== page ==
Preserving a Civil War Battlefield in Virginia

Here’s an article about the recent acquisition of over 200 acres of land in the Shenandoah Valley of Virginia, land which will eventually form part of a 575 acre park where the Battle of Opequon was fought in September, 1864.  Union Gen. Phil Sheridan’s defeat of Confederate forces under Gen. Jubal Early here proved decisive in hastening the end of the Civil War, as it cut off the Valley as a supplier of food to the Confederacy.

Greensboro Public Library maintains a large collection of volumes related to the Civil War, including books which deal with Sheridan’s Shenandoah Valley campaign.  These include:  Sheridan in the Shenandoah by Edward J. Stackpole; Conquest of a Valley by Marshall Brice; The Shenandoah Valley in 1864 by George E. Pond; and The Shenandoah in Flames by Thomas A. Lewis.

The new park is expected to be the second largest in Northern Virginia, which as seat of the War is of course full of battlefields.  If you’re interested in Civil War battlefields in general or maybe planning a trip to visit some, we’ve also got books for you:  Civil War Sites, Memorials, Museums, and Library Collections:  A State-by-State Guidebook to Places Open to the Public by Doug Gelbert; The Civil War Sourcebook:  A Traveler’s Guide by Chuck Lawliss; Insiders’ Guide to Civil War Sites in the Southern States by John McKay; Insiders’ Guide to Civil War Sites in the Eastern Theater by Eric Ethier and Rebecca Aloisi; Jeff Shaara’s Civil War Battlefields:  Discovering America’s Hallowed Ground; To the Sea:  A History and Tour Guide of Sherman’s March by Jim Miles; Smithsonian’s Great Battles & Battlefields of the Civil War:  A Definitive Field Guide Based on the Award-winning Television Series by MasterVision by Jay Wertz and Edwin C. Bearss; and Touring the Carolinas’ Civil War Sites and Touring Virginia’s and West Virginia’s Civil War Sites, both by Clint Johnson.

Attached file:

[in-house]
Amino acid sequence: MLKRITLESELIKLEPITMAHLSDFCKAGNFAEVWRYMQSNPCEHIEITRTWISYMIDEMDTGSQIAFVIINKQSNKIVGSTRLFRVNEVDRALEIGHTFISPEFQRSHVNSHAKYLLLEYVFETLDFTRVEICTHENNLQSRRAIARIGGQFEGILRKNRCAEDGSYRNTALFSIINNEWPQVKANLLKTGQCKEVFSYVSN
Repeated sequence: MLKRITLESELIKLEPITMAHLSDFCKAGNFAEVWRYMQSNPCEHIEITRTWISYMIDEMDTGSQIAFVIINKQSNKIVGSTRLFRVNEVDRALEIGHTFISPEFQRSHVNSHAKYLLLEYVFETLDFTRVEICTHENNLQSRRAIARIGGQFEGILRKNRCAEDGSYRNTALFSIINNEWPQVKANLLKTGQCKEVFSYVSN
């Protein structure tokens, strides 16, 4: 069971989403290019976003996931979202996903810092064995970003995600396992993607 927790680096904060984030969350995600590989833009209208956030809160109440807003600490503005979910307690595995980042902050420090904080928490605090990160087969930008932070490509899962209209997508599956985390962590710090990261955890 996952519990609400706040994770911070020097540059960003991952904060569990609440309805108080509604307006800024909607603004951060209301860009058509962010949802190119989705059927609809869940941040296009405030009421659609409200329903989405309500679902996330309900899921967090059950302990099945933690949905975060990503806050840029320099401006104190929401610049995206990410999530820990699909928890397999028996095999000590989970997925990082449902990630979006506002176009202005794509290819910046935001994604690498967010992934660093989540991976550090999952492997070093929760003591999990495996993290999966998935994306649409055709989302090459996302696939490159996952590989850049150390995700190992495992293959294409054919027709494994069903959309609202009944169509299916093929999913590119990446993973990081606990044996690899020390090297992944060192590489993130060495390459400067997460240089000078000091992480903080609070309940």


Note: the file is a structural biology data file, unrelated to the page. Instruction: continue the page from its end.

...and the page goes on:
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2 Responses

  1. I hope the Public Library in Greensboro has the entire Burke Davis collection. He passed a year or two ago, was one of Greensboro’s own and was a prolific writer of Civil War books back in the 50’s-60’s-70s.

  2. Burke Davis was a fine author. I think his study of Robert E. Lee (Gray Fox: Robert E. Lee and the Civil War, 973.73 D26) was the first book I read on the great general. It’s really a well-written account of Lee’s war years, the Army of Northern Virginia & many of the great battles of the war. I’m not sure if we’ve got everything Burke Davis wrote, but we’ve got a lot of books by him & I’ll bet we come pretty close. Jeb Stuart, the Last Cavalier (B S93) and They Called Him Stonewall (B J14) are some other Burke Davis favorites of mine. Thanks for your comment!

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